Redress is the world’s largest sustainable fashion design competition from Hong Kong. The unique pieces of the finalists are made by means of upcycling, have ‘zero waste’ or have been assembled with various reconstruction techniques. They are designed by international game-changers, with the aim to transform the fashion industry.
The exhibition was officially opened by the founder of Redress, Christina Dean and Managing Director of Fashion for Good, Katrin Ley. The opening was attended by students from various fashion schools in Amsterdam such as AMFI and Artemis, and a small group of press, influencers and industry experts were also present.
Writer and sustainable lifestyle expert – and former Redress jury member – Marieke Eyskoot moderated the event and asked Christina a few questions on stage and guided the Q&A with the audience. Anna Schuster (Germany), one of the finalists of the competition, was present at the event, she presented her modern looks for men, made with various techniques such as patchwork, crocheted elements and various repair techniques.
“My collection will be included in a commercially upcycled label will be a great learning curve for me! I am going to make an enormous effort to ensure that sustainable, circular principles are central to everything I do. This is the time to tackle today’s environmental problems.”
The Redress Design Award 2019 received applications from 43 different countries. The competition promotes sustainable designs and techniques to stimulate growth towards a circular fashion system. First place went to Maddie Williams (UK). The prize includes making its own upcycled retail collection for REVERB, from the JNBY Group, one of China’s largest fashion houses.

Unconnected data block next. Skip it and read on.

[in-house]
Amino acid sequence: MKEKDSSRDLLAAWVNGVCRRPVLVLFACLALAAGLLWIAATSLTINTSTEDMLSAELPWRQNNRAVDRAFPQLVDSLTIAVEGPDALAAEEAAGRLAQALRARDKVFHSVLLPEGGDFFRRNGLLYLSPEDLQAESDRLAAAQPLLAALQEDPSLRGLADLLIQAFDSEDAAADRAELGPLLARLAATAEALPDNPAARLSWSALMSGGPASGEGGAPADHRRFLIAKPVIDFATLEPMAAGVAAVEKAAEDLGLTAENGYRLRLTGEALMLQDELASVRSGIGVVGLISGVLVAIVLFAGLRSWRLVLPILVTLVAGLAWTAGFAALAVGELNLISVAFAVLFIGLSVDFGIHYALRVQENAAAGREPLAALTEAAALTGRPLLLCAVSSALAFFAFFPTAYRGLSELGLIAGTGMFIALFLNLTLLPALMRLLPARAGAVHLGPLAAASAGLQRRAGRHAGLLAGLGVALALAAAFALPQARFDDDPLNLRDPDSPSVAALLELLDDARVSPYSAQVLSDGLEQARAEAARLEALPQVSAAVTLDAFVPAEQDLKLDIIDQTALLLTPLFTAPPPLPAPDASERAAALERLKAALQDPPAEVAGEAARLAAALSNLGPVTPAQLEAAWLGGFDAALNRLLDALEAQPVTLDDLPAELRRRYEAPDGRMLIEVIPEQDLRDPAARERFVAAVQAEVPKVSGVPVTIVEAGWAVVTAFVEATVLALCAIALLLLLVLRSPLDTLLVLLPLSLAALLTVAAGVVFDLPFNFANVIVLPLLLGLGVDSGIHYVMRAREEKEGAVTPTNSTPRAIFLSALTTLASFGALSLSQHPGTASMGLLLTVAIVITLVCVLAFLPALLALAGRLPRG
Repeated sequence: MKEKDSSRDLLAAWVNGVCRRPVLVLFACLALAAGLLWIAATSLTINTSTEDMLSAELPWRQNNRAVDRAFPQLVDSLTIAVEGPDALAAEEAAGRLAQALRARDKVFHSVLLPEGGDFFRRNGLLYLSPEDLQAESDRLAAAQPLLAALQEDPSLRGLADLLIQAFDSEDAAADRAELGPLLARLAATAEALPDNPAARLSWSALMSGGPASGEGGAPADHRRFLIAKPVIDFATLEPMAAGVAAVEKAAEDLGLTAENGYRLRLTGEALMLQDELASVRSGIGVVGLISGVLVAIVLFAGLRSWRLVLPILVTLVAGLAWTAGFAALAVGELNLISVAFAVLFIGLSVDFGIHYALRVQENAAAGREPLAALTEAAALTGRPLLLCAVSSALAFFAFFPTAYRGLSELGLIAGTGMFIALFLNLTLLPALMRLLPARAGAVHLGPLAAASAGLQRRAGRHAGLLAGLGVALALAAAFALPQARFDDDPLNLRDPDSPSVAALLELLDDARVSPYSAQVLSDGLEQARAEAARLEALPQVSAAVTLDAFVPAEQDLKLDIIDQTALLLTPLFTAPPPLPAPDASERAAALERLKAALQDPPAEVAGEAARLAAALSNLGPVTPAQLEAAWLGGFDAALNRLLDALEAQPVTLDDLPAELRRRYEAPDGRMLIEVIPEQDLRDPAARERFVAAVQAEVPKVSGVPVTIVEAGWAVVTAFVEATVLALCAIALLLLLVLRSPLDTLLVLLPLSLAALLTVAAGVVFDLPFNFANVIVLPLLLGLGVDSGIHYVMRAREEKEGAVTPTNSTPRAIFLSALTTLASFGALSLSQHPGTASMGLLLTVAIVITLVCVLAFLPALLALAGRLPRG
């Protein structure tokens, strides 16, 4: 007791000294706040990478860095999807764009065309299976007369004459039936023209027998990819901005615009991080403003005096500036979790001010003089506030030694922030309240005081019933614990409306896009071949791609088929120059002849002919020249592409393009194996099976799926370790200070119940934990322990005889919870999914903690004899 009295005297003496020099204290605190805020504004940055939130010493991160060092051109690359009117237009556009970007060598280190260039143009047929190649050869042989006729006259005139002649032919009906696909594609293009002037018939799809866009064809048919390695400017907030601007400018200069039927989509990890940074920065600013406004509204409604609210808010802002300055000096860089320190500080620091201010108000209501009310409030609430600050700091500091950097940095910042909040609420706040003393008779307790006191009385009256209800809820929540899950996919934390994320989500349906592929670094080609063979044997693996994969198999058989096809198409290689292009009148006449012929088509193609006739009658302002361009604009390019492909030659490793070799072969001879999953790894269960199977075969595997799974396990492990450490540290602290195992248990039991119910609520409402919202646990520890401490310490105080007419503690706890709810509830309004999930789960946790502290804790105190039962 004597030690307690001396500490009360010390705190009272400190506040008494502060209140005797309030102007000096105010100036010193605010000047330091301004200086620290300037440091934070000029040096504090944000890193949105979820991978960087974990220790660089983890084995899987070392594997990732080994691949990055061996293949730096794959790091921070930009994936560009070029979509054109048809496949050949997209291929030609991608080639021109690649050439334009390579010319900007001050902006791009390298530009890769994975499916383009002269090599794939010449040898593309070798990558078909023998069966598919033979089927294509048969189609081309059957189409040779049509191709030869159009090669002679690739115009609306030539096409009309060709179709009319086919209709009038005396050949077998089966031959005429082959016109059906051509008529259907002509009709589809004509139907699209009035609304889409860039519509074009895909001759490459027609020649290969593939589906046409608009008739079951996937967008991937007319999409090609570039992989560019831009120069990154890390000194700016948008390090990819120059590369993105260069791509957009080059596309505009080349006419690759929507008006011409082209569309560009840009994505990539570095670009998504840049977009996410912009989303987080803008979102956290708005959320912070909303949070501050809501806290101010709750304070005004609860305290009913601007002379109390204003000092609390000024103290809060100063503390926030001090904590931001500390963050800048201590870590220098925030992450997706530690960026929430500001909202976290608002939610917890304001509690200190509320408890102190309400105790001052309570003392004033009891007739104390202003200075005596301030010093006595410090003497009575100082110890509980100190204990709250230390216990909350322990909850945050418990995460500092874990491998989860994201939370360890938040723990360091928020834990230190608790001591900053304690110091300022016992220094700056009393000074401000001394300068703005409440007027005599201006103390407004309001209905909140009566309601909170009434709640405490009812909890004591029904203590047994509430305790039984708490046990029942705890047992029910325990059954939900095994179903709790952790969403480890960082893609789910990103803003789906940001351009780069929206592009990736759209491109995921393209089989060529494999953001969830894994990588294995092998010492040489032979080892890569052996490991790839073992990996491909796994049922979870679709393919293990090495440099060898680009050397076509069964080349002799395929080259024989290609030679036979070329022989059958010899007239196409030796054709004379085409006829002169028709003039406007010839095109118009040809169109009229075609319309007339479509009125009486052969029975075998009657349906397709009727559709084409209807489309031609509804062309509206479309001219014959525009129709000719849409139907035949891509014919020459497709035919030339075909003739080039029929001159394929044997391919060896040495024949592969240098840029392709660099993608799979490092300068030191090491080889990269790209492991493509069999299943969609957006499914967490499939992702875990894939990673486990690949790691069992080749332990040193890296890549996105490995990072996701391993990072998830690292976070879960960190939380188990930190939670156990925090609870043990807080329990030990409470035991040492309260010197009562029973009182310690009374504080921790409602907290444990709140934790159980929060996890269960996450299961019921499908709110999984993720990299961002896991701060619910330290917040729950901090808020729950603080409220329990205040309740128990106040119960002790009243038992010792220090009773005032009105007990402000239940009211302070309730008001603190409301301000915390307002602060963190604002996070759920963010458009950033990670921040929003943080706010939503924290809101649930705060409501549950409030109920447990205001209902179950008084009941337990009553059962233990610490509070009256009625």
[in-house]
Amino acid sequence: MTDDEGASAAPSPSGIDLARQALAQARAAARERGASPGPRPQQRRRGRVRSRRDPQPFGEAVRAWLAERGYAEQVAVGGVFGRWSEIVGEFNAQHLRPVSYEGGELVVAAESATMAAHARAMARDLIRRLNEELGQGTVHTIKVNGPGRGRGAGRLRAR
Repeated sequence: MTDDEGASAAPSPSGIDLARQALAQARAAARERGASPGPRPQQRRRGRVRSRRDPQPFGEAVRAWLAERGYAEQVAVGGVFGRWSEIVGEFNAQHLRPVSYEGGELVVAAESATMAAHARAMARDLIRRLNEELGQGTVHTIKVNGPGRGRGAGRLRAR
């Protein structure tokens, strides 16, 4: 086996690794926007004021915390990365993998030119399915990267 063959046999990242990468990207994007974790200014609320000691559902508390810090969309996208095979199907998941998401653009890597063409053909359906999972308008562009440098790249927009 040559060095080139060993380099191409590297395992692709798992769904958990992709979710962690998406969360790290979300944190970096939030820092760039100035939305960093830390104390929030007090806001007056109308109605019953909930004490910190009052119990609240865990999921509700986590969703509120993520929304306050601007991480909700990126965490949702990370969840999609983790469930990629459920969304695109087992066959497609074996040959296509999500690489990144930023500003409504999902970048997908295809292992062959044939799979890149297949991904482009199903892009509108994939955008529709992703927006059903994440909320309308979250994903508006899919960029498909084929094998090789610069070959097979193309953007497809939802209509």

Winner Maddie used various upcycling and reconstruction techniques in her collection; for example, with the use of textile waste, old yarn and second-hand clothing, thus coming to a zero-waste outfit.
She is very enthusiastic about winning the Redress Design Award. Maddie Williams said, “That my collection will be included in a commercially upcycled label will be a great learning curve for me! I am going to make an enormous effort to ensure that sustainable, circular principles are central to everything I do. This is the time to tackle today’s environmental problems.”
All outfits of this exhibit in the Fashion for Good Experience are carefully styled on mannequins from Mannequino, the world’s first modular mannequin, designed for a circular economy.
This year’s ten finalists were from Hong Kong, India, Australia, Canada, UK, Israel, Spain and Germany, with each creating collections using sustainable and circular design techniques, up-cycling widely-available waste materials, from unwanted workers’ uniforms and saris to defective camping gear and bedsheets, and with a new educational focus on innovation in raw materials, the finalists also incorporated sustainable fabrics from Eastman NaiaTM into their Grand Final collections.
“Curbing waste and carbon is critical. Waste is an urgent concern, especially in Asia, which is home to one of the fastest-growing fashion consumer markets and where 50 percent of the world’s clothes are made. Redress is uniquely positioned to galvanise change and to inform the public about the dire need to make drastic changes in the fashion industry,” expressed Christina Dean.
The exhibition can be seen daily from the 13th of December 2019 to 13 of January 2020 in the Fashion for Good Experience at Rokin 102 in Amsterdam and entry is free.